He has now spent one-third of his net income, a hefty chunk, on a luxury item with a price tag that is equivalent to four years of tuition for his kid at a good university in some states (and one year in a spendy private college).

But my point isn't that his hobby takes up a substantial, some would argue inordinate, chunk of his net income. My point is that ... a guy grossing $200,00 is not the common man.

Put another way, go-fast boating, even at the most affordable levels, is expensive.
Then after all that the neighbour at the marina says its too loud, your insurance company doesn't stand behind you after you have paid too much for a policy, the repair shop rips you a new azzhole for fixing it and delivering it 3 weeks late and in the worst case some douchebag steals it from you when your back is turned.

Life is grand.LOLLOL
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Old 02-22-2012, 08:37 AM
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Originally Posted by Matt Trulio View Post
Allow me to offer another perspective:

Guy is making $200,000 a year. Let's say after taxes, state and federal, he nets $150,000. That would be pretty "good."

He finds a new entry-level sportboat he wants for $50,000. That, too, would be pretty "good." So he buys it. Sure, he can finance it, but that leaves him with debt on a rapidly, and I mean rapidly, depreciating asset

He has now spent one-third of his net income, a hefty chunk, on a luxury item with a price tag that is equivalent to four years of tuition for his kid at a good university in some states (and one year in a spendy private college).

But my point isn't that his hobby takes up a substantial, some would argue inordinate, chunk of his net income. My point is that ... a guy grossing $200,00 is not the common man.

Put another way, go-fast boating, even at the most affordable levels, is expensive.

Very well said Matt ~ Unless you're lucky enough to be in the millionaires club, boating is a HUGE chunk of our income. It's a choice that I'm sure all of us grapple with at times...

Our passion for the sport definitely clouds our common sense and enables us to rationalize it somehow, or we wouldn't be boaters!
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Old 02-22-2012, 08:49 AM
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I got into boating from the lake side and not the ocean. I was amazed through the 90's the increased size of the boats. At Lake Cumberland, Cigarettes and Scarabs of the day were very rare. Owners were assumed to be anything but a common man. The "common man" powerboater at lake Cumberland had a jet, Hydrostream outboard, or a Sea Ray with a hot engine. I went back and looked at some of my 1980's Powerboat and Hot Boat Magazines. Back then 35 footers were rare, power was far from exotic, contruction material schedules did not include anything high tech.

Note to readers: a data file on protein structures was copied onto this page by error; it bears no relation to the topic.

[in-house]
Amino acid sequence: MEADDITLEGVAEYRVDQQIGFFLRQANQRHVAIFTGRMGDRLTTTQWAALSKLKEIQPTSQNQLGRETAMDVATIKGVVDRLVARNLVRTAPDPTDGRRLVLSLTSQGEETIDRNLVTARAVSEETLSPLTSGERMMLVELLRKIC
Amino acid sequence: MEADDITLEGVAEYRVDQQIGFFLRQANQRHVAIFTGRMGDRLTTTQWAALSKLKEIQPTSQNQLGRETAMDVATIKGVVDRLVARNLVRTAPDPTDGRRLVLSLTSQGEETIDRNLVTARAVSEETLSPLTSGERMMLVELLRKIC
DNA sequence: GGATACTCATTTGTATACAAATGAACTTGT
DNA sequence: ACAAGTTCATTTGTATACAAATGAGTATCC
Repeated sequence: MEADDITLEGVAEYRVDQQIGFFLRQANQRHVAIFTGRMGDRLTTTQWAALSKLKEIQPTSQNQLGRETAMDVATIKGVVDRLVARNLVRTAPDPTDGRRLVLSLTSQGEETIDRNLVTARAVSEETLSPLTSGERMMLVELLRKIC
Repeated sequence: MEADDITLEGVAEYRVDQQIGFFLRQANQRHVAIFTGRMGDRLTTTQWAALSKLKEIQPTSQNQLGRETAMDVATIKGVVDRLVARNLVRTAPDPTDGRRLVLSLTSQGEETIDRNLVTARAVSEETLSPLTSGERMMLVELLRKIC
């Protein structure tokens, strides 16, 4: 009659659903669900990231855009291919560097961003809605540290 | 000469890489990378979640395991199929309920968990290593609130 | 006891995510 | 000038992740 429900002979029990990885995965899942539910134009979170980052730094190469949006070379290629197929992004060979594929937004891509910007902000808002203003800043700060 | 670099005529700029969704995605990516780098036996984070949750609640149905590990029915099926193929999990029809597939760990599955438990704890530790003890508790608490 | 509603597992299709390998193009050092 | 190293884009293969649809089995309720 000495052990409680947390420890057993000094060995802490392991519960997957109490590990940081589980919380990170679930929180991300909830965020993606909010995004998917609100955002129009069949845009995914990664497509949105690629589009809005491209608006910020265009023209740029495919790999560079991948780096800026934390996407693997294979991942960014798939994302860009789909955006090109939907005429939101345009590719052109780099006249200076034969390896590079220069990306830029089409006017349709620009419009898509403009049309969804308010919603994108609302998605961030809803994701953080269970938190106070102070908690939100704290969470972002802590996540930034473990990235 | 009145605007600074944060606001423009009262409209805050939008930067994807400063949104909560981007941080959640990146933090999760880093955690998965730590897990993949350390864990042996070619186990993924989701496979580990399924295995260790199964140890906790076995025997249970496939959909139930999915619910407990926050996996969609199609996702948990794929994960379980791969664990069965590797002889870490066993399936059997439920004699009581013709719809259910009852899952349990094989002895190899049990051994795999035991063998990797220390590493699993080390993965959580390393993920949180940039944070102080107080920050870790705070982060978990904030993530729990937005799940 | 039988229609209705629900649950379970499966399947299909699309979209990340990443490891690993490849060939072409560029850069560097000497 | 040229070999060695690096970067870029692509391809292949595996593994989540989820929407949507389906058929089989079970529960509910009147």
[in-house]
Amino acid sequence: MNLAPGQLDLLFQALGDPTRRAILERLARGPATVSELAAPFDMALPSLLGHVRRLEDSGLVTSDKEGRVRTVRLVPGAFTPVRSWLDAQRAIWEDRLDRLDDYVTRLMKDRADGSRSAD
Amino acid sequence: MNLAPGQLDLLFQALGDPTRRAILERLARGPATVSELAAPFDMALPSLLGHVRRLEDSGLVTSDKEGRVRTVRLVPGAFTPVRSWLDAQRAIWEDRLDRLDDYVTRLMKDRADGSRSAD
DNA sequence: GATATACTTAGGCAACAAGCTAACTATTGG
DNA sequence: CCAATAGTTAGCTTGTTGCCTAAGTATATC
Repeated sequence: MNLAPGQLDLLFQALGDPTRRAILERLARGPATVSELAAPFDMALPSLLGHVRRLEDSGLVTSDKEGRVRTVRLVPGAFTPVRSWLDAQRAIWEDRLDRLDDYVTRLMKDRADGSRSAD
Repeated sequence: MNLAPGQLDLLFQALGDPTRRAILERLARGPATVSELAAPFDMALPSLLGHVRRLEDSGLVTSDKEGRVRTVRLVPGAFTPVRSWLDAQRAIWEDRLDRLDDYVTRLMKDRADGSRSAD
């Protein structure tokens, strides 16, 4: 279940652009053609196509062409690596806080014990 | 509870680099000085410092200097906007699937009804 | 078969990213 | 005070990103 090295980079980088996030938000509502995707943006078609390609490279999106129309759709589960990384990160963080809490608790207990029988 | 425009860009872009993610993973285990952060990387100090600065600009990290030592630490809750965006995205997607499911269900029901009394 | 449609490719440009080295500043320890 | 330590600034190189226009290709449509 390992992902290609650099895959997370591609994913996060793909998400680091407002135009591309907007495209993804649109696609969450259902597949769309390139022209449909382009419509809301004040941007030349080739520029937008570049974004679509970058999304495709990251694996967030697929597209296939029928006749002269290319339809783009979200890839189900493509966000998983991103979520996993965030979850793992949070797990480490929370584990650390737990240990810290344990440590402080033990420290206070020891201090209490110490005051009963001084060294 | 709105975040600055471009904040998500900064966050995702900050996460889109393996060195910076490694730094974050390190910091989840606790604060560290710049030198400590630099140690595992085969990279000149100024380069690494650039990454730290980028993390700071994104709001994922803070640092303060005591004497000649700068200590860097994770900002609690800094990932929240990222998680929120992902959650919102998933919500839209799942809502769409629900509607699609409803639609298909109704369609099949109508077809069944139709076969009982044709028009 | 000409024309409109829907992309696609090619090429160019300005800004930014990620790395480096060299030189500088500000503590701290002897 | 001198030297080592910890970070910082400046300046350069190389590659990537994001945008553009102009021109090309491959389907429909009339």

I was working in Somerset 1 day a week when Randy Hartmann started Lake Cumberland Marine in half of a used car lot. He started off as a Nautique dealer only and then added Sea Doo. With Sea Doo, he had a lot of sales. One day when I dropped by to talk to him, he asked me what I thought about Fountain. My opinion to him was they're a great boat but I don't know how many your going to sell here. He said I think I'm going to order a couple and see. This was at the time of the big
stock market boom. A couple years later as he was selling lots of boats, he remarked he didn't know where all the people with enough money were coming from to buy the boats.
He was a very hard worker and grew to add most of the exclusive lines of powerboats.
I'd say would agree that the economic boom of the time gave people a historic amount of disposable income.
Now the new Nautique 20 foot ski not wakeboard boat I bought had a retail of 74K. That doesn't make the OL 29 seem way out of line.
Bottom line is now I think we're moving back to the lifestyle pre boom and it's hard to accept and is hard for lots of good people in the marine industry.
I'm going to poweboat til I die even if it's on a much smaller scale.
Growing up on Cumberland I love hearing cool stories like this. Thanks for sharing!